Cholesterol – What to Do

Reading Time: 4 minutes

In part 1 of this article, I talked about the right tests to properly evaluate and diagnose cholesterol issues and the main causes of dyslipidemia. In the second part, I’ll talk about what to do to correct abnormal levels of blood lipids.


I also mentioned that for me dyslipidemia is a symptom, not the actual condition and that the main common offenders for the 3 blood lipids mentioned are:

  • Poor nutrition, with all the consequences
  • Inflammation
  • Oxidative Stress

So, what is the actual condition?

Giving the body the wrong type of food! And honestly, it can also explain probably about 75% of the conditions known to man. If you add excess stress, lack of sleep, and no exercise, you’ll have the recipe for the perfect storm.

Food is powerful information and the human body is the most magnificent and outstanding “machine” ever created. It doesn’t matter how perfect the machine is, if you give the wrong information and the wrong fuel, that machine won’t be able to do what it is supposed to do.

Is nutrition the same for everyone? Absolutely not. We are individuals, and as such, different people need different approaches. As Lucretius said more than 2,000 years ago, one man’s food is another man’s poison, which brings me to my next point.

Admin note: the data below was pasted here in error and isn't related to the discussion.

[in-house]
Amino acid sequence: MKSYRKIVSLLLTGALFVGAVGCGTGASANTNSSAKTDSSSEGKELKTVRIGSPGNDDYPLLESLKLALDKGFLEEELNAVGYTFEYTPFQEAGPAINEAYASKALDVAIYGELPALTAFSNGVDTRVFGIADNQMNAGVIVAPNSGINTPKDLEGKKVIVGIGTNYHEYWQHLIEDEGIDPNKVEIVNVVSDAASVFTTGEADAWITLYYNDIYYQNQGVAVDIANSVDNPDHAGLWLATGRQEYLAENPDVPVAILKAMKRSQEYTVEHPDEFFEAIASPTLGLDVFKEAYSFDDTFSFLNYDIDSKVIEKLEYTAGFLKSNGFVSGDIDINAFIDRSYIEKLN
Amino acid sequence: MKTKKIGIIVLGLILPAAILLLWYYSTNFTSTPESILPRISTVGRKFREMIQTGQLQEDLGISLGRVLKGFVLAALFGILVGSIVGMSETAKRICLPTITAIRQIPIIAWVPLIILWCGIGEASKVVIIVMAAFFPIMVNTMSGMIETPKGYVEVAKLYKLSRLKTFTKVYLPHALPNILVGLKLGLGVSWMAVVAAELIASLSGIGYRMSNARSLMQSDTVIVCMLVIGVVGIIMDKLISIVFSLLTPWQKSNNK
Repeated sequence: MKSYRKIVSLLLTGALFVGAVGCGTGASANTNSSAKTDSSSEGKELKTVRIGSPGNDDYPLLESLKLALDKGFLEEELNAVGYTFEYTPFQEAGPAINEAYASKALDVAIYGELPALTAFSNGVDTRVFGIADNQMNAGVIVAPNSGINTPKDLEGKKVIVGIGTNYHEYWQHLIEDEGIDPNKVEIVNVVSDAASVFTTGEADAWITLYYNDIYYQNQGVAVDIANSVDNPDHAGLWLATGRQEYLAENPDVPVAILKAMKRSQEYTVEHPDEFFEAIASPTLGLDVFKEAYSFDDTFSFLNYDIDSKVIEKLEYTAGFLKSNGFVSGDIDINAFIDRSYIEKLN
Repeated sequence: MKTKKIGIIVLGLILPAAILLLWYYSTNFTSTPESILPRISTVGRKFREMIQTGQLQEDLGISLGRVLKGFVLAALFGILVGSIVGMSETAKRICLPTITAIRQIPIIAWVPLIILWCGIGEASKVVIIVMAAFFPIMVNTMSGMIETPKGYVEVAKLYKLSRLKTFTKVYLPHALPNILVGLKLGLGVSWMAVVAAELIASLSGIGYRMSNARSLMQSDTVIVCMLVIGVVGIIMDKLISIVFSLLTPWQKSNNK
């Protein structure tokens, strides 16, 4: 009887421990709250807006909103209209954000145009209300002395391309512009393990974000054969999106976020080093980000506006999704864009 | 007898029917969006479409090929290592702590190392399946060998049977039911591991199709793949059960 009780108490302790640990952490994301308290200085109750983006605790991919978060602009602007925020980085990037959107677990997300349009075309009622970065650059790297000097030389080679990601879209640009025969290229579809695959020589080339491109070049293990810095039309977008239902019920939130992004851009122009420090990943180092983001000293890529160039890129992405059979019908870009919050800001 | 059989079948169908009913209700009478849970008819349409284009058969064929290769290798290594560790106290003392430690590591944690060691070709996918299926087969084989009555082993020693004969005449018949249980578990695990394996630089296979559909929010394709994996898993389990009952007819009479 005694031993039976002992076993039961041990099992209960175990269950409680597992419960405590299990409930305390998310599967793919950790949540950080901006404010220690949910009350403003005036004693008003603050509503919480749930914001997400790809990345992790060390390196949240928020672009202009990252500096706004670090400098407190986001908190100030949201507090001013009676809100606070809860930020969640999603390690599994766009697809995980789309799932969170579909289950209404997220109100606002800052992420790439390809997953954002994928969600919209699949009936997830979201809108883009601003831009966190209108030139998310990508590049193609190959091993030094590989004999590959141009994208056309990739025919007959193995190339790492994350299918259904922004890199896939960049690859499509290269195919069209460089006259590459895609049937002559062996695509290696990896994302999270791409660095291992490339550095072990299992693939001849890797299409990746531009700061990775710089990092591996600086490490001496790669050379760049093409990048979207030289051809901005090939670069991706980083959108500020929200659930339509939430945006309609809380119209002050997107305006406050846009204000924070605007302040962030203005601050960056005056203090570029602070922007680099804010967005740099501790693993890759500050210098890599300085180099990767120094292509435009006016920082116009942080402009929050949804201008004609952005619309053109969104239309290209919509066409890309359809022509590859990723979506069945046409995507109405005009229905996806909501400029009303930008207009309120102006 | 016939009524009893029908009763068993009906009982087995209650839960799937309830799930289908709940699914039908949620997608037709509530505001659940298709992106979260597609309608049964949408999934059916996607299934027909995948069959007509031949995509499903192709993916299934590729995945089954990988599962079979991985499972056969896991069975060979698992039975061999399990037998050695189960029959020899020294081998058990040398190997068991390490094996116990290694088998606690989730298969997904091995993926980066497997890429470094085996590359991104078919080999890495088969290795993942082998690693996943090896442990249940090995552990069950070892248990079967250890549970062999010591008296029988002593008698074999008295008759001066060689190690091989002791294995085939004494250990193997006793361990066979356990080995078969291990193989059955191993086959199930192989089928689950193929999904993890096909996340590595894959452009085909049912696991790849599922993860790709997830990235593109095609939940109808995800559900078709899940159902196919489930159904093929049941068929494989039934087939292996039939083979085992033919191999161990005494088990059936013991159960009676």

What is the right food for me?

As I wrote before, the one size fits all approach doesn’t work, but there are certain rules that I believe everybody should follow, and they are to stay away from:

  • Omega 6 fatty acids, and more specifically, seed oils.
  • Sugar, fructose, and artificial sweeteners.
  • All types of processed foods.

In my own practice, I’ve found that insulin sensitivity is not only the most important determinant for prescribing the right eating plan, but also to get optimal blood lipid levels. If the insulin sensitivity is poor and carbohydrates are consumed, the consequences are blood sugar dysregulation and excess insulin, which increases inflammation, oxidative stress, and glycation.

This means that people with low insulin sensitivity should follow a low-carb diet, and in some extreme cases, according to Dr. Mark Houston, some of them have to stay below 30 grams of carbs per day to experience profound changes.

On the other hand, a person with good insulin sensitivity won’t have the aforementioned problems when consuming carbohydrates but can cause dyslipidemia by consuming high quantities of fats.

Another important factor here is the amount of food consumed. Remember that excess amounts of any macronutrient can elevate triglycerides levels. So, let’s say that a person is not insulin sensitive and follows a low carb diet, but consumes excess amounts of proteins and fats. Most probably that person will show some form of alteration of blood lipids. If another person is insulin sensitive and is careful with the fat ingestion, but consumes excess amounts of carbs, again, this person will show some form of dyslipidemia.

One of the Metabolic Balance Practitioners can quickly assess your insulin sensitivity, hormonal profiles, and body fat percentage, and point you in the right direction, including the amount of food consumed, by re-assessing every 1-2 weeks.

Another option is to find a doctor that is willing to prescribe a cholesterol panel every week along with the types of amounts of foods to consume weekly, in order to experiment and find the right types and amounts of foods. This process can take months, will cost a lot, and the chances to find that doctor are extremely low.